About a year ago, I came across a book at the Tacoma Public Library book sale called “Random Acts of Kindness.” At first I didn’t think much about it. It was one of those titles that seems interesting enough to spend $1.50 on, but then you just never get around to actually opening it. Ignored and neglected, it sat in a random pile of other discount books I had been collecting for months. Then, one day, when I was feeling particularly bored and a little depressed I decided to give “Random Acts of Kindness” a try. What happened next changed my life forever.
Page after page was filled with the most inspiring stories I have ever read. They weren’t tales of heroics or massively unobtainable gestures. They were real stories about the small and unexpected things that can happen anywhere at any time. People looking at the world just enough to see something other than themselves. Quick passing moments that will surely last a life time. Some of the stories made me laugh, some made me cry, but the ones that stuck with me were the ones that made me think. I sat and thought about why kindness was so important, and what separated kindness from obligations.
I’m not saying that obligations and responsibilities are bad. Obligations and responsibilities usually come from a place of kindness and love. Picking up the kids from school, being at a friends soccer game when you promised that you would go, or taking out the trash are all nice things that we do for people we care about. Unfortunately, we wrap ourselves up so tightly in obligation that we forget to look out at the rest of the world. Sometimes, our obligations become stifling to the point that we’re not even nice to the people that we love anymore. So, what happens when we talk to the banker, pass a stranger walking down the street, or stand in a lonely elevator with one other person?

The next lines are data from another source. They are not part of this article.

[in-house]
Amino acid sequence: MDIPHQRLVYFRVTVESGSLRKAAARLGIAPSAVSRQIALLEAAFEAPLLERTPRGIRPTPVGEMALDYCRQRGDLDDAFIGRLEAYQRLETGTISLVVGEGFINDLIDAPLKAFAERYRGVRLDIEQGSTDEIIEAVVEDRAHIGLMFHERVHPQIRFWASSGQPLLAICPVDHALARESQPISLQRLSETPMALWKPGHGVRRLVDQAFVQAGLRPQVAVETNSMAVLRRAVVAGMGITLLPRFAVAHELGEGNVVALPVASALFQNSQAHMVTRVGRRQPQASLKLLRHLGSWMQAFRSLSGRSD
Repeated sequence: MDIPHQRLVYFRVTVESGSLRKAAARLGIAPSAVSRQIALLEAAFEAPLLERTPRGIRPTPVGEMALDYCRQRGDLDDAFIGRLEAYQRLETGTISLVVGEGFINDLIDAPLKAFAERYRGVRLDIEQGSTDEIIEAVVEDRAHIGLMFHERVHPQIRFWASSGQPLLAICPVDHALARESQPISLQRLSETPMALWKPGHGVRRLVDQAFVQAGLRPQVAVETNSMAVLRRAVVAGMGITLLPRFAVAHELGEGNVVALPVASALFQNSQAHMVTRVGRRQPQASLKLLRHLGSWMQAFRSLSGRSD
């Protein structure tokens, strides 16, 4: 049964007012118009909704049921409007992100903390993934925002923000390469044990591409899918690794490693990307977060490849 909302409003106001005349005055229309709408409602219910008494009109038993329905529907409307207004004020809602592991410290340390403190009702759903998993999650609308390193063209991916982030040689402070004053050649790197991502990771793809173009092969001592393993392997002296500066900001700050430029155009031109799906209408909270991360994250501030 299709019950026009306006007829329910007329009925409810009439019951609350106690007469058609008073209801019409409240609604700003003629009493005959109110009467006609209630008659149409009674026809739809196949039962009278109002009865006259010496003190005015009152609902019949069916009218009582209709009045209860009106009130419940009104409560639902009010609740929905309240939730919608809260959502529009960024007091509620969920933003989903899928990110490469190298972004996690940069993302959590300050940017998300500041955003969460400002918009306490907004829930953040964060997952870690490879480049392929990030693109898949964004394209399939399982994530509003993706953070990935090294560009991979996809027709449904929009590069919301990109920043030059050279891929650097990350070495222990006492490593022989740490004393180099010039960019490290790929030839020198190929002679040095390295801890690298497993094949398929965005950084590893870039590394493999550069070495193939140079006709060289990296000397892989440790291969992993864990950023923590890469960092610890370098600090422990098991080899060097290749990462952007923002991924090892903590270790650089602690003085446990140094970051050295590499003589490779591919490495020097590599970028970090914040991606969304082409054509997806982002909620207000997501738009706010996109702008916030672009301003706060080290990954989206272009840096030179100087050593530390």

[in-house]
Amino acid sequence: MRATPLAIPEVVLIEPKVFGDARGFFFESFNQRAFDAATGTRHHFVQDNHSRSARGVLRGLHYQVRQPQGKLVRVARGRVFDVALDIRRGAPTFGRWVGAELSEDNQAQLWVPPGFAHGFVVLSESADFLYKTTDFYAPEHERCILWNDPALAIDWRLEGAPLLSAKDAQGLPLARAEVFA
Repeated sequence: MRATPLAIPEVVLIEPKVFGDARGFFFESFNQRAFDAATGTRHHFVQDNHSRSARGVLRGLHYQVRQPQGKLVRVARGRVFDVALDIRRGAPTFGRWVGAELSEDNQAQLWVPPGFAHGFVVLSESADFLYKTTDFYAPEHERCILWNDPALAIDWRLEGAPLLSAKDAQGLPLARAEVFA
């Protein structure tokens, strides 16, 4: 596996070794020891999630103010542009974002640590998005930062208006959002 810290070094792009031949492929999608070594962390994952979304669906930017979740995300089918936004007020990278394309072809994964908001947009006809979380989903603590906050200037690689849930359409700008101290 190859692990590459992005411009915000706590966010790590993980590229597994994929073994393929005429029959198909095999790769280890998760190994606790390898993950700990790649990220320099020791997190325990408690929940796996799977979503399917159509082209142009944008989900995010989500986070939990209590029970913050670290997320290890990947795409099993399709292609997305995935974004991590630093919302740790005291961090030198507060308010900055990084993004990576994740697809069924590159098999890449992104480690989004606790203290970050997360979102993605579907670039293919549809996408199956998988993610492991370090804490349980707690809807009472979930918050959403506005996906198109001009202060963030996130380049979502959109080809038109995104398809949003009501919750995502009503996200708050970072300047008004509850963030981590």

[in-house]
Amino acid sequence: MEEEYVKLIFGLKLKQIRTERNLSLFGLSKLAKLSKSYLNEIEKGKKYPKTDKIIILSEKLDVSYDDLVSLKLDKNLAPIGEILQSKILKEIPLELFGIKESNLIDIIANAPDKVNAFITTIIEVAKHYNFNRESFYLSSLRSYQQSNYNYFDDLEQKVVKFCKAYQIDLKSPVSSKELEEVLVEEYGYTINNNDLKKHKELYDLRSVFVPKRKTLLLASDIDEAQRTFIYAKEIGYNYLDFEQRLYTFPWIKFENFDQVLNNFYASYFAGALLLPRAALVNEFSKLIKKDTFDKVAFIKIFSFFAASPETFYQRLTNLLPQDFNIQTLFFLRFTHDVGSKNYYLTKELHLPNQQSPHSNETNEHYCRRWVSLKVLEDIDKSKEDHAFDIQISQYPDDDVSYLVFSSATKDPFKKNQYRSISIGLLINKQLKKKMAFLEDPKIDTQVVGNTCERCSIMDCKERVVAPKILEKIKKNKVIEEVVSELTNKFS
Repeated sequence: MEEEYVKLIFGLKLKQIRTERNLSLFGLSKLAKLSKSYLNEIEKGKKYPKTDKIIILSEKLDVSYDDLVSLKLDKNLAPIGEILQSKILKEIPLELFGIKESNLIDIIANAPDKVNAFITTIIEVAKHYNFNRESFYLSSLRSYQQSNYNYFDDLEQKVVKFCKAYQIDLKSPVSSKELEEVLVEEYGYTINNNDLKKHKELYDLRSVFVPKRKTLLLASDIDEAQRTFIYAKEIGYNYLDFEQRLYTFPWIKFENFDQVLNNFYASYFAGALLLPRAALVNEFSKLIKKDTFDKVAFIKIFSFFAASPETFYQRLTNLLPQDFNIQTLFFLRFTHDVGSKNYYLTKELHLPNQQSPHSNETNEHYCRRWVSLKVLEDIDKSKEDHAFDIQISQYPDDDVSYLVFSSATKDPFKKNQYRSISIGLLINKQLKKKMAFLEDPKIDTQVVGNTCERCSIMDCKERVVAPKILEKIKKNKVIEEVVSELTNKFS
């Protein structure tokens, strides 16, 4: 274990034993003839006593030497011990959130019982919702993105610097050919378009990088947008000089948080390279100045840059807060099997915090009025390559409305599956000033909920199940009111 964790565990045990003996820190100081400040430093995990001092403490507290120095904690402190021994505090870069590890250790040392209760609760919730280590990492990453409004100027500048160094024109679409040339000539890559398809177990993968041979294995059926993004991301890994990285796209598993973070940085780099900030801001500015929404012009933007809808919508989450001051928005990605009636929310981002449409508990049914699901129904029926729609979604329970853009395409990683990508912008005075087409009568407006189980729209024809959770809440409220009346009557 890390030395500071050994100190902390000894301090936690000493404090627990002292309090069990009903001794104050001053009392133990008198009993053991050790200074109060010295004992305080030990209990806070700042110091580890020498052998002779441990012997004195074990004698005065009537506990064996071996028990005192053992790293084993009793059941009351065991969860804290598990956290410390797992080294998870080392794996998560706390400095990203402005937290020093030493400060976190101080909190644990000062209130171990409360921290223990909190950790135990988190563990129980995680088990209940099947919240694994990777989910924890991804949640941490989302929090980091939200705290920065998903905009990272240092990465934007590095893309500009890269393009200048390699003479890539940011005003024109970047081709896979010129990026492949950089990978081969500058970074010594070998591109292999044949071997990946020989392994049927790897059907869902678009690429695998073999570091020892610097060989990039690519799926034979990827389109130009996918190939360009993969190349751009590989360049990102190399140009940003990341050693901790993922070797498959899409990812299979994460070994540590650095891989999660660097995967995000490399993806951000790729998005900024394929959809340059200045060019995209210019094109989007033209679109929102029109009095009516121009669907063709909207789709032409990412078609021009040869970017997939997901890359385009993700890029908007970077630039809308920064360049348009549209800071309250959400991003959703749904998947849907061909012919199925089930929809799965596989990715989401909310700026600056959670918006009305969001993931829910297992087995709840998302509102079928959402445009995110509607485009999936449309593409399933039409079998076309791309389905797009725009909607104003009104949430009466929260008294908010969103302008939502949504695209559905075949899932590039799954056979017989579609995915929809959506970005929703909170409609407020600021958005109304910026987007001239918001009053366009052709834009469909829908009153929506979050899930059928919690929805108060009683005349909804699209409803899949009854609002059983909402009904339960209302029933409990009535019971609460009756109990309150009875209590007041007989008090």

I wanted to put the messages in this book to the test. I wanted to see how I could make other people feel, just by noticing the world and responding to it with more kindness. I wanted to see more people smile in this world and I wanted to know that their smiles were because of me, even if they didn’t know it. So, I went out into the world and put my best foot forward. I tried to notice more of what was happening around me. I tried to understand how other people were feeling. Mostly, I tried to make everyone’s day a little bit brighter.
I won’t go into detail about how being kind made me feel. I don’t think I would be able to do my feelings any justice. It’s one of those things you have to do for yourself to truly understand. Like skydiving, it’s a personal experience that feels different to everyone. What I would like to do is propose that you try it. You can do as little or as much as you like. You can try it with close friends, family members, co-workers, or strangers. Just give it a try and see how much brighter your world can be.
Join us every Monday, for our 8:00 am post- Monday’s Moment of Kindness, where you can get new ideas for making each and every day a happier one.
“You cannot do a kindness too soon, for you never know how soon it will be too late.” -Ralph Waldo Emerson